Liver Posters

Tuesday July 03, 2018 from 16:30 to 17:30

Room: Hall 10 - Exhibition

P.848 Propensity score matching analysis of post-transplant outcomes in living donor liver transplantation for obese recipients (BMI≥30)

Chan Woo Cho, Korea

Yeungnam University College of Medicine


Propensity Score Matching Analysis of Post-Transplant Outcomes in Living Donor Liver Transplantation for Obese Recipients (BMI≥30)

Chan Woo Cho1, Kyeong Sik Kim1, Sang Jin Kim1, Gyu-Seong Choi1, Jong Man Kim1, Choon Hyuck D Kwon1, Jae-Won Joh1, Shin-Seok Yang2.

1Surgery, Samsung medical center, SEOUL, Korea; 2Surgery, Yeungnam University College of Medicine, Daegu, Korea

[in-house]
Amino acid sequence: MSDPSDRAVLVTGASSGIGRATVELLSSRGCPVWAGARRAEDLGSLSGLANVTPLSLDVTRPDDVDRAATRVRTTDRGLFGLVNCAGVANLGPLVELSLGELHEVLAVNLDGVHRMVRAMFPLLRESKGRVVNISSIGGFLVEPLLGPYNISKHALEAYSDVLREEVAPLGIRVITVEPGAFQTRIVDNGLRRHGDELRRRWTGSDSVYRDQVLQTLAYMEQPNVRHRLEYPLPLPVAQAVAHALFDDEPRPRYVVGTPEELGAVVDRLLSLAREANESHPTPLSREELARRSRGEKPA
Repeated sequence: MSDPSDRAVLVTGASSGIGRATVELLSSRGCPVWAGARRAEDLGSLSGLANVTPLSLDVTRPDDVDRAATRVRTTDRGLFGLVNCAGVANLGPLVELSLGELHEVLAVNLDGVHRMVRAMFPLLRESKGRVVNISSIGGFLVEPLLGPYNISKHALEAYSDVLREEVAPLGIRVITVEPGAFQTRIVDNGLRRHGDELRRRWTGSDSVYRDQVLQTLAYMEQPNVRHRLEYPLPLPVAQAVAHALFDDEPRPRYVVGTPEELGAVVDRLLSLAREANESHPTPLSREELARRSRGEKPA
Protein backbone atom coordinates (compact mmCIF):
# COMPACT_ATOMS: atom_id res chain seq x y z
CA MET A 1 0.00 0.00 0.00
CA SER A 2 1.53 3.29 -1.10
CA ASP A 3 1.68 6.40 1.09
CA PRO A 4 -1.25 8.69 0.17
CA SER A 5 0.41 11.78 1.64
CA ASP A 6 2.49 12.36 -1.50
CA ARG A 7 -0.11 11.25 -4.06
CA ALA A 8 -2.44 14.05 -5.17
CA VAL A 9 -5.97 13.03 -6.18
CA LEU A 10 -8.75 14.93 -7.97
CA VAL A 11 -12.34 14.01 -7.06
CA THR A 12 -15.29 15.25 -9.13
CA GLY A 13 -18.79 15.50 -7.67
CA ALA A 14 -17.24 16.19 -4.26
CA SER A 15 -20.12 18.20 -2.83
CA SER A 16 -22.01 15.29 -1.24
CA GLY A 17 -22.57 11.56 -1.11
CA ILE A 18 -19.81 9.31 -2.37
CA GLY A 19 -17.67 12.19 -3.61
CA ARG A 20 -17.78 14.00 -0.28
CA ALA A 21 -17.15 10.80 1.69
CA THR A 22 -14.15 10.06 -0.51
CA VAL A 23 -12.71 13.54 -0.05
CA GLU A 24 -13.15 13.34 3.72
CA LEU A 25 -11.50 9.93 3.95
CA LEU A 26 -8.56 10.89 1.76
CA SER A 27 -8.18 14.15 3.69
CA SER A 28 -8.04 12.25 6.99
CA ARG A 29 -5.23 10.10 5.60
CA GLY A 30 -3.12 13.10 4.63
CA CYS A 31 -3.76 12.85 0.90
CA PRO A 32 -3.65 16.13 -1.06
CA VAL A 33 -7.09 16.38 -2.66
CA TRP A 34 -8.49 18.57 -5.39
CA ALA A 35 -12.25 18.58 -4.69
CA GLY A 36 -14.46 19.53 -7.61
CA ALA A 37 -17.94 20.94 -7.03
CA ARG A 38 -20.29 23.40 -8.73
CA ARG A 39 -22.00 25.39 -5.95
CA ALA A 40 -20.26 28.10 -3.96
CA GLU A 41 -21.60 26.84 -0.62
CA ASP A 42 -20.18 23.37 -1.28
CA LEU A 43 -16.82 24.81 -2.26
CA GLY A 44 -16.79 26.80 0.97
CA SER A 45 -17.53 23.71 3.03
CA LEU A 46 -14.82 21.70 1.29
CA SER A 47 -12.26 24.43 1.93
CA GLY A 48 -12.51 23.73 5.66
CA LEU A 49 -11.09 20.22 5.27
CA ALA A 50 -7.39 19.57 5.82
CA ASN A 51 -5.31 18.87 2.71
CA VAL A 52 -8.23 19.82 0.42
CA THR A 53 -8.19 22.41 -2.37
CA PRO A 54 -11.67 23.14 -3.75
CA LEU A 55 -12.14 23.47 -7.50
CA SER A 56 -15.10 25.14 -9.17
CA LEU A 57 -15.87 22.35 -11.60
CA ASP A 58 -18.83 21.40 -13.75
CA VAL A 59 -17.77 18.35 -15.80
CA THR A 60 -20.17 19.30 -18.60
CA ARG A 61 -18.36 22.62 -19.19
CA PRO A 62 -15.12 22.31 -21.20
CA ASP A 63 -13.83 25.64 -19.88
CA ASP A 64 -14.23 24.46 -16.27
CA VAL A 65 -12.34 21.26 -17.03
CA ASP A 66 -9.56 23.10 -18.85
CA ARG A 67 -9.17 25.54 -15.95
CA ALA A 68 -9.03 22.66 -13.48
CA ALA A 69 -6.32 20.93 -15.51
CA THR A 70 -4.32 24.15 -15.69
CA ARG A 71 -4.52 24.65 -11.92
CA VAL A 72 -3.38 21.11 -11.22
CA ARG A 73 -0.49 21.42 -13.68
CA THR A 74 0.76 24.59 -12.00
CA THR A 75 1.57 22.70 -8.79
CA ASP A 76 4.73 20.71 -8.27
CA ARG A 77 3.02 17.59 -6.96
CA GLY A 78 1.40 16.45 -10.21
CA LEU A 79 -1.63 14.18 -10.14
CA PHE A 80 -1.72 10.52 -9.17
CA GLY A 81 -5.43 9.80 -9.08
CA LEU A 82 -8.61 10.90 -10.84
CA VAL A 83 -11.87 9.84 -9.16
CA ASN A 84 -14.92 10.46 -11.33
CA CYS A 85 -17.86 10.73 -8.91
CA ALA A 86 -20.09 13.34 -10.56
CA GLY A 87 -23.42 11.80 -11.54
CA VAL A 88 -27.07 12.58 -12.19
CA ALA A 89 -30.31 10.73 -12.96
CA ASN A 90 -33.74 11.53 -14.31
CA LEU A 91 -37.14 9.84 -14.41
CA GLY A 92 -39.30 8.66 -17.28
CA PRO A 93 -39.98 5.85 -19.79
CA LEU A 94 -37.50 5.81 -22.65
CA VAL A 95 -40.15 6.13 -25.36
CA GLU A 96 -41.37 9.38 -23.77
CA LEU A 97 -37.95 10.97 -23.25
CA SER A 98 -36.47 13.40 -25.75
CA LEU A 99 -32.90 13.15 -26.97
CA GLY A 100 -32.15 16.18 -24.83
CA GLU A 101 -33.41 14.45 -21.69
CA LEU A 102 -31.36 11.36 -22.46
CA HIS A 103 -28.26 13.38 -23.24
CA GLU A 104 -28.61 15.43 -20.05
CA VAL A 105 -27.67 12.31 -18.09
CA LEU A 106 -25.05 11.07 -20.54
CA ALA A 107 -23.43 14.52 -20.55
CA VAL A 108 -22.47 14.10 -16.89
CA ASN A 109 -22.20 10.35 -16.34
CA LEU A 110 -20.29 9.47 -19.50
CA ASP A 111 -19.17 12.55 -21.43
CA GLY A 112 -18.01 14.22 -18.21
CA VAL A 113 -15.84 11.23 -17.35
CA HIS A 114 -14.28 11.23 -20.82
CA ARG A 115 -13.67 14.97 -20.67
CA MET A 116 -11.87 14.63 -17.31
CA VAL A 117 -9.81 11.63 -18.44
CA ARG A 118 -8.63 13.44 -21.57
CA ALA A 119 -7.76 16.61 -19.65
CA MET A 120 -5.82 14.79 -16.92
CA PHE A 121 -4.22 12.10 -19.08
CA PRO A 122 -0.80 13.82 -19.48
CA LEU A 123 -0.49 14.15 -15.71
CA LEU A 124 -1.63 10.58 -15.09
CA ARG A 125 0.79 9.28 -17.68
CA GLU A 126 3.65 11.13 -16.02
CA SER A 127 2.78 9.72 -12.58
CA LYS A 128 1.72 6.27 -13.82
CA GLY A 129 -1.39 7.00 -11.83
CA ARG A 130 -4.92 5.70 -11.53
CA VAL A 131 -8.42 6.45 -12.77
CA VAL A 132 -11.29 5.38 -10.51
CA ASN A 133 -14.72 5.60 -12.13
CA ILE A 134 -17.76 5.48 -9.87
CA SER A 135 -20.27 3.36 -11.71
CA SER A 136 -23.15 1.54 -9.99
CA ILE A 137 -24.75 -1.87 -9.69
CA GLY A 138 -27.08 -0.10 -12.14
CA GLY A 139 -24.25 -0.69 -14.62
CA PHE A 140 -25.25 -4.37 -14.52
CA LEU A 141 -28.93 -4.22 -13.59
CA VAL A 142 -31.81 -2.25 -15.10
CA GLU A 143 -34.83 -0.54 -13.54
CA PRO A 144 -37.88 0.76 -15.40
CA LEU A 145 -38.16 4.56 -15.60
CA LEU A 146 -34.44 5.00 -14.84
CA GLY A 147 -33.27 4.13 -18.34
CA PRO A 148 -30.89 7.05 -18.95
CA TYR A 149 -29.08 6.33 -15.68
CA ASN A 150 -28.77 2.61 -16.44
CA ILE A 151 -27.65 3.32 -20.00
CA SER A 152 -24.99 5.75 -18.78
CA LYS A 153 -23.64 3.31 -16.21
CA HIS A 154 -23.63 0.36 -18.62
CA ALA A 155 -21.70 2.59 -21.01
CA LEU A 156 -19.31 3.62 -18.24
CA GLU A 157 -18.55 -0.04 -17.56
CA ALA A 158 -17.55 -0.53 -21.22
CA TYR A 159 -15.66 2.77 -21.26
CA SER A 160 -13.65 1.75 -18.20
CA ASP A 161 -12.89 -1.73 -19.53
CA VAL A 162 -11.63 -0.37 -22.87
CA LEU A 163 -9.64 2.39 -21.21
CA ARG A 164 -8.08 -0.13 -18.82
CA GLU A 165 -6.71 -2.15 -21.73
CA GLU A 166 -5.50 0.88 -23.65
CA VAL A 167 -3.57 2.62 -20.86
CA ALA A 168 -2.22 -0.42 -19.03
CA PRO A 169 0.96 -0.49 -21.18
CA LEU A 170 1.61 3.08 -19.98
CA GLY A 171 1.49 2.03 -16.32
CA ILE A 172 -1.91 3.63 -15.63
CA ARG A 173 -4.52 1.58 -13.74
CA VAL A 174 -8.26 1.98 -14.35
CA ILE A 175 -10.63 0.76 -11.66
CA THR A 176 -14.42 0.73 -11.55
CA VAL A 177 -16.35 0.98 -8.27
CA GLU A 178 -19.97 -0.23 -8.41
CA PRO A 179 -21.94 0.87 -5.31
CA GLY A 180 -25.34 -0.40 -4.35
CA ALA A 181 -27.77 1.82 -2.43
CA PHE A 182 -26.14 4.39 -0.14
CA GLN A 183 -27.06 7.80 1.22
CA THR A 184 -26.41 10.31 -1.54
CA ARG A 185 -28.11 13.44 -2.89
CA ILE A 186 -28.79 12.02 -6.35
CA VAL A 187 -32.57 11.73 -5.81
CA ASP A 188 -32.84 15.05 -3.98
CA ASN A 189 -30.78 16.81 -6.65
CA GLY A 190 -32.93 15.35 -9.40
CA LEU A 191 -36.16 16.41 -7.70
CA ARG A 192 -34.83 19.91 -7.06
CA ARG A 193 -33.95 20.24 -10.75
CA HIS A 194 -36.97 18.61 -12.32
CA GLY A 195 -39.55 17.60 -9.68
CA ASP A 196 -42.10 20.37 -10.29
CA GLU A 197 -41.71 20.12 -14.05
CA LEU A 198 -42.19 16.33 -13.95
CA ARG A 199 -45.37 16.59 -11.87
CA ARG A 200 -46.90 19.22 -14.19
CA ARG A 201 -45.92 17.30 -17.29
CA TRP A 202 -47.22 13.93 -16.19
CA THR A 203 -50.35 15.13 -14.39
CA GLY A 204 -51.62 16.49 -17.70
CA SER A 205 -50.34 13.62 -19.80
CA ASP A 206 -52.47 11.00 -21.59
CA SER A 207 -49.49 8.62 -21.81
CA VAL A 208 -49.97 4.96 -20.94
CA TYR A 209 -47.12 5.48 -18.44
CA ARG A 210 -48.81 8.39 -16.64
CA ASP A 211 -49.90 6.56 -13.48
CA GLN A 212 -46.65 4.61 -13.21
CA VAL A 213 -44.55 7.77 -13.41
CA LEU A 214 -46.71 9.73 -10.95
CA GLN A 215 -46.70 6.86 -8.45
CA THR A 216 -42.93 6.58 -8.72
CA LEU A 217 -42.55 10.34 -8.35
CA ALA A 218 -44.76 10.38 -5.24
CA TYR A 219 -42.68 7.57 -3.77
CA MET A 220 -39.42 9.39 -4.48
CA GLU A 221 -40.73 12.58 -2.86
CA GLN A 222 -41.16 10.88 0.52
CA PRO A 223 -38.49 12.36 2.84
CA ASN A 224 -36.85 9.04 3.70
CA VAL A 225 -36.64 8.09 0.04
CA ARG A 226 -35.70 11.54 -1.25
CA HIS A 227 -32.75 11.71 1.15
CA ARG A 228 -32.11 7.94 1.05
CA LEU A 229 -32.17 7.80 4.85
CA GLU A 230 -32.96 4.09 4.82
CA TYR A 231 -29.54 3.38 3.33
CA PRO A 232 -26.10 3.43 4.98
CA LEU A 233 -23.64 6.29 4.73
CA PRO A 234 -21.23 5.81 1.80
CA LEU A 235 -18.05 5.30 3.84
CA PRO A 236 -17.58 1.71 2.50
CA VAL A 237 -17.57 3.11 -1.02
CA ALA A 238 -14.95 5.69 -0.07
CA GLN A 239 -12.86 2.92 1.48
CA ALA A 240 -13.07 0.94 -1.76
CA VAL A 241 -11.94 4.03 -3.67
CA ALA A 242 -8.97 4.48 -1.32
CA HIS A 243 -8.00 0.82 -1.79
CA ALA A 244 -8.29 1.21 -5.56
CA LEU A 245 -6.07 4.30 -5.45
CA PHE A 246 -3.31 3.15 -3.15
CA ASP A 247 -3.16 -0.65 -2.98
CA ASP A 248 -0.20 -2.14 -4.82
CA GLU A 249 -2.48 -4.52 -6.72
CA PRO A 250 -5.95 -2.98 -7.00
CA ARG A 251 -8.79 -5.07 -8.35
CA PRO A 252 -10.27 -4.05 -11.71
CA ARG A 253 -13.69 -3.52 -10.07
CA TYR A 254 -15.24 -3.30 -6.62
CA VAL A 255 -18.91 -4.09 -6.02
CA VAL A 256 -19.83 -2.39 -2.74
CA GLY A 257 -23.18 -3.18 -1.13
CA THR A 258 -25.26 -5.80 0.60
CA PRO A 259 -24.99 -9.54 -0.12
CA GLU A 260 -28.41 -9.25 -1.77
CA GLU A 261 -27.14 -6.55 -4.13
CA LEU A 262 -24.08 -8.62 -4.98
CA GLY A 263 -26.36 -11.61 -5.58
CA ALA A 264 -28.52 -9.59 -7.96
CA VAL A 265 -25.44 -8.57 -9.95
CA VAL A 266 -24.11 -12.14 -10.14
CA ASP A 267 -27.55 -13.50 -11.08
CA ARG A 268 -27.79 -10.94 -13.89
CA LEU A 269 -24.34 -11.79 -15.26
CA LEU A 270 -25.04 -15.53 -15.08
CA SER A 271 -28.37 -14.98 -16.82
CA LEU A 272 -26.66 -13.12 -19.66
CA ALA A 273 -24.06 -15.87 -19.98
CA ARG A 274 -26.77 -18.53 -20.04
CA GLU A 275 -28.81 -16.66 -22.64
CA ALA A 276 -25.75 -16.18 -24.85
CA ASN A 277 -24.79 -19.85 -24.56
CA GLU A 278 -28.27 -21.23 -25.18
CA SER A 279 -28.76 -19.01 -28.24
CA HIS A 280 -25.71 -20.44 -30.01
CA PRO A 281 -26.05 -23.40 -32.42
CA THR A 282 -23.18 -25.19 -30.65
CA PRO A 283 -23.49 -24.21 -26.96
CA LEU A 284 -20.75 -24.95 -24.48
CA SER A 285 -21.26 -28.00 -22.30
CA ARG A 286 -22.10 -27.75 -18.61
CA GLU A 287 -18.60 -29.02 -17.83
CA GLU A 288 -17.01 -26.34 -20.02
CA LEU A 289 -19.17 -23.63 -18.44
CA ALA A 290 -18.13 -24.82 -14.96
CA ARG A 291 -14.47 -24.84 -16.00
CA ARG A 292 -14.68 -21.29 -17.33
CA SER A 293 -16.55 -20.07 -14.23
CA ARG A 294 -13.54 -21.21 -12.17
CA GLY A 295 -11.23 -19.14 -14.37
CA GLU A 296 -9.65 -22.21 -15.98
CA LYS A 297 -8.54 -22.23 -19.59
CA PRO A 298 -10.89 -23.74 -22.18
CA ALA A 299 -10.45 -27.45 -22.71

Although living donor liver transplantation (LDLT) for obese (O) recipients has increased, it is not been shown that post-transplant outcomes in O recipients are inferior compared to non-obese (NO) recipients. From January 2001 to December 2016 there was a total of 58 (6%) obese patients (BMI≥30) in a cohort of 973 adult patients that underwent LDLT. After propensity score matching, there were 58 patients in the O group (visceral fat obesity [VFO, N=45] and subcutaneous fat obesity [SFO, N=13]) and 141 in the NO group (non-visceral fat obesity [NVFO, N=107] and non-subcutaneous fat obesity [NSFO, N=34]). We performed comparative analysis of post-transplant outcomes. Early allograft dysfunction (EAD) was found in 11 (19%) and 31 (22%) patients in the O and NO groups, respectively (P=.705). The O group had a higher Model for Early Allograft Function (MEAF) score (5.2 versus 4.5, P=.007) than the NO group. In subgroup analysis of the VFO versus the NVFO subgroup or the SFO versus the NSFO subgroup, the MEAF score of the VFO was significantly higher than that of the NVFO (5.4 versus 4.6, P=.014). In conclusion, obesity, especially VFO, may impact the severity of EAD after LDLT. 

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